Architect Finds Connection in Angkor Temples Restoration

Meng Sovann Lylin is working as an architect and technician repairing the structures.

Meng Sovann Lylin uses skills to preserve the past

SIEM REAP--While many Cambodian architecture graduates focus on contemporary buildings, Meng Sovann Lylin has joined the APSARA National Authority to preserve archeological sites and ancient temples at the Angkor Archaeological Park for the next generation.

She is working as an architect and technician repairing the structures and has been involved in conserving ancient temples for more than four years since graduating.

Working at the Takao Gate renovation site of Angkor Park, Lylin said, “I joined the team because I wanted to feel connected to the ancient architecture.

“We preserve our past by preserving our architecture. Hence, our nation, as well as our architecture, will be alive forever.”

Restoration work on Cambodia's ancient temples is not popular, with a seeming demand for more and more modern construction, but she said the work is significant.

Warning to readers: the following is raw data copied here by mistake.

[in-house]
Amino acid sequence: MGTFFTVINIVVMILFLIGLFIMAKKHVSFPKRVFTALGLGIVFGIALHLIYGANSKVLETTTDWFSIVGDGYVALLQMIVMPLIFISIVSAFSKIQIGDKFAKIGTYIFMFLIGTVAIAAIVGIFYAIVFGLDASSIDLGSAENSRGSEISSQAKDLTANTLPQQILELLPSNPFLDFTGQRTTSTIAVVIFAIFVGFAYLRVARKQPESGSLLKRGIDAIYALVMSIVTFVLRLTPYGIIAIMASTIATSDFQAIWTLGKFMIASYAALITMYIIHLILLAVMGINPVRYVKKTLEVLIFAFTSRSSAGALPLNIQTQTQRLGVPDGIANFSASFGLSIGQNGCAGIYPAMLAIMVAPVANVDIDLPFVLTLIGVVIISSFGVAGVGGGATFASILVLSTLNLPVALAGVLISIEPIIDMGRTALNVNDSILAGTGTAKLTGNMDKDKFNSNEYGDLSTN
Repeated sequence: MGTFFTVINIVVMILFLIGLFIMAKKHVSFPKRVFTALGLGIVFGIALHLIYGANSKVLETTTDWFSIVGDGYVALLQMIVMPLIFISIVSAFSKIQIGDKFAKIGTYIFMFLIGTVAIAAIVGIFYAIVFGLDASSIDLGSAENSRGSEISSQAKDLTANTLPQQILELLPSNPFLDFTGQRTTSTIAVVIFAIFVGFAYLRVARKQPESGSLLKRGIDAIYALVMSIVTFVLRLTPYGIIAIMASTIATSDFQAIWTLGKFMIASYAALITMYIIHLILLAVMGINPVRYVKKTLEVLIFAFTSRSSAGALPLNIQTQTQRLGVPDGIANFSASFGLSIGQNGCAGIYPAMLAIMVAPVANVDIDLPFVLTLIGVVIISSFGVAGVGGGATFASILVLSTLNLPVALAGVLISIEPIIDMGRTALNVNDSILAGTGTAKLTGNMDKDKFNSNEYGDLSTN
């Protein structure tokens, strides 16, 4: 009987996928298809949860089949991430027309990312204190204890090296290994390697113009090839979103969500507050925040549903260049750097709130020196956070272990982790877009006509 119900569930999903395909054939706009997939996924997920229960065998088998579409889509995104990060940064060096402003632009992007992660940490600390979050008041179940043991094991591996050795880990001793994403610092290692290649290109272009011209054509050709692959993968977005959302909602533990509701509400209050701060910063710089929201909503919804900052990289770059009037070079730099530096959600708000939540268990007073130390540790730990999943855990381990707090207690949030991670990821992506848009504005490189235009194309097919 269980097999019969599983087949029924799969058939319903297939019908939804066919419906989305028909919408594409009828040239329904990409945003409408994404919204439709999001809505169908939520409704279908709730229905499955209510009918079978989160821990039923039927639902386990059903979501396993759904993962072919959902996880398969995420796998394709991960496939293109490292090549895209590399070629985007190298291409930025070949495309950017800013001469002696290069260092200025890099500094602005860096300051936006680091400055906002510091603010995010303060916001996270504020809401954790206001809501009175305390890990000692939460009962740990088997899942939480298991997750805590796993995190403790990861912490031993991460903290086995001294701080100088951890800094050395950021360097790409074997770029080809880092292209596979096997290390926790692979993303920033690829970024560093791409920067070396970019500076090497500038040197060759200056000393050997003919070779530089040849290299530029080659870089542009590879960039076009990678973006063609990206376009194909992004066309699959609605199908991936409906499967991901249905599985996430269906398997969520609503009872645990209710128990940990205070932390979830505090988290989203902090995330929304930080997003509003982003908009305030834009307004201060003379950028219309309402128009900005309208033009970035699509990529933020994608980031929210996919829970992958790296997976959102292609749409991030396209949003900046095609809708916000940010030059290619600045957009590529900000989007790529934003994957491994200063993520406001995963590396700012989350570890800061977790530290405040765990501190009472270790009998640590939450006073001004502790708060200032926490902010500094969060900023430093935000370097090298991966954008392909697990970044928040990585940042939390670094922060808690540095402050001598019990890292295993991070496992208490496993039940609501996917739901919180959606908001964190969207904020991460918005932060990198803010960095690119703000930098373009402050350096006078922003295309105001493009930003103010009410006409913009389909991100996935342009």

“It’s important because ancient temples are like our souls and identities,” she said. “If we do not have all these ancient temples, we cannot move forward. It is like our good past and it is also the identity of Cambodia.”

She has been involved in repairing Ak Yum Temple, Chan Ta Uon Temple, Kandal Srah Srang Temple and Bayon Temple.

“Modern architecture is the same as ancient architecture. I could also understand ancient architecture when I had a job as a modern architect. I do modern architecture based on Khmer style, not foreign style,” she said.  

Working as an ancient architect, Lylin said she is happy and proud of her career. She also shared experiences as a conservator of ancient temples.

“Starting to learn architecture, we strengthen ourselves by working while drawing the structure,” she said. “It means that we have to visit the sites and start to adjust ourselves little by little. We get tired because architecture is hard work.

“When we graduate, we come to work, which is not so different from studying. It's just hard because I have to supervise the workers by myself, and most of the workers are men. At first, it was tiring, but eventually, it is like normal work.”

Born in Sihanoukville, Lylin wants to see the ancient temples in the Angkor resort revived and preserved and to show that the restorations have been carried out by Cambodian people.

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